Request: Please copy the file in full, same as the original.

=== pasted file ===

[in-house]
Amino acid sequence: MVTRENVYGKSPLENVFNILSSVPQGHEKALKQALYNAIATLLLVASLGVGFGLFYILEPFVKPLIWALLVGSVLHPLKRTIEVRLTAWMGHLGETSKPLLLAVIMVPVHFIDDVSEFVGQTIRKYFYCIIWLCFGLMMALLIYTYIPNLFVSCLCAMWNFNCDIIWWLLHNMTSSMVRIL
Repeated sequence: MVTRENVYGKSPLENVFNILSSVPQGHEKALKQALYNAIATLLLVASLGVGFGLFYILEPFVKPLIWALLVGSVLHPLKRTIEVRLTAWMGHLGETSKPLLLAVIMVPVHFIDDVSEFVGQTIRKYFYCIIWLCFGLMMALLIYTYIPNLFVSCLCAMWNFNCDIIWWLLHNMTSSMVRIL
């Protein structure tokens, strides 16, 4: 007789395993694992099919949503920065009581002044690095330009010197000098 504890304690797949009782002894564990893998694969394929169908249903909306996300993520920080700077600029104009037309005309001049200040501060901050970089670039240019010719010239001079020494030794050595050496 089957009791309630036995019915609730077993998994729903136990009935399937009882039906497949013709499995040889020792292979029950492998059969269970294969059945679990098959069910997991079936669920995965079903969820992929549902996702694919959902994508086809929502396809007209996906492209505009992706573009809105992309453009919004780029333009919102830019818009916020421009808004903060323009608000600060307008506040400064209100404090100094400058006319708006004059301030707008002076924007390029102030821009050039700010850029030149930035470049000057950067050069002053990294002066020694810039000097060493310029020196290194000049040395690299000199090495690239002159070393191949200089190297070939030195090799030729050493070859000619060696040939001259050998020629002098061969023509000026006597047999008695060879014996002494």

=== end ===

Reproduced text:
[in-house]
Amino acid sequence: MVTRENVYGKSPLENVFNILSSVPQGHEKALKQALYNAIATLLLVASLGVGFGLFYILEPFVKPLIWALLVGSVLHPLKRTIEVRLTAWMGHLGETSKPLLLAVIMVPVHFIDDVSEFVGQTIRKYFYCIIWLCFGLMMALLIYTYIPNLFVSCLCAMWNFNCDIIWWLLHNMTSSMVRIL
Repeated sequence: MVTRENVYGKSPLENVFNILSSVPQGHEKALKQALYNAIATLLLVASLGVGFGLFYILEPFVKPLIWALLVGSVLHPLKRTIEVRLTAWMGHLGETSKPLLLAVIMVPVHFIDDVSEFVGQTIRKYFYCIIWLCFGLMMALLIYTYIPNLFVSCLCAMWNFNCDIIWWLLHNMTSSMVRIL
């Protein structure tokens, strides 16, 4: 007789395993694992099919949503920065009581002044690095330009010197000098 504890304690797949009782002894564990893998694969394929169908249903909306996300993520920080700077600029104009037309005309001049200040501060901050970089670039240019010719010239001079020494030794050595050496 089957009791309630036995019915609730077993998994729903136990009935399937009882039906497949013709499995040889020792292979029950492998059969269970294969059945679990098959069910997991079936669920995965079903969820992929549902996702694919959902994508086809929502396809007209996906492209505009992706573009809105992309453009919004780029333009919102830019818009916020421009808004903060323009608000600060307008506040400064209100404090100094400058006319708006004059301030707008002076924007390029102030821009050039700010850029030149930035470049000057950067050069002053990294002066020694810039000097060493310029020196290194000049040395690299000199090495690239002159070393191949200089190297070939030195090799030729050493070859000619060696040939001259050998020629002098061969023509000026006597047999008695060879014996002494």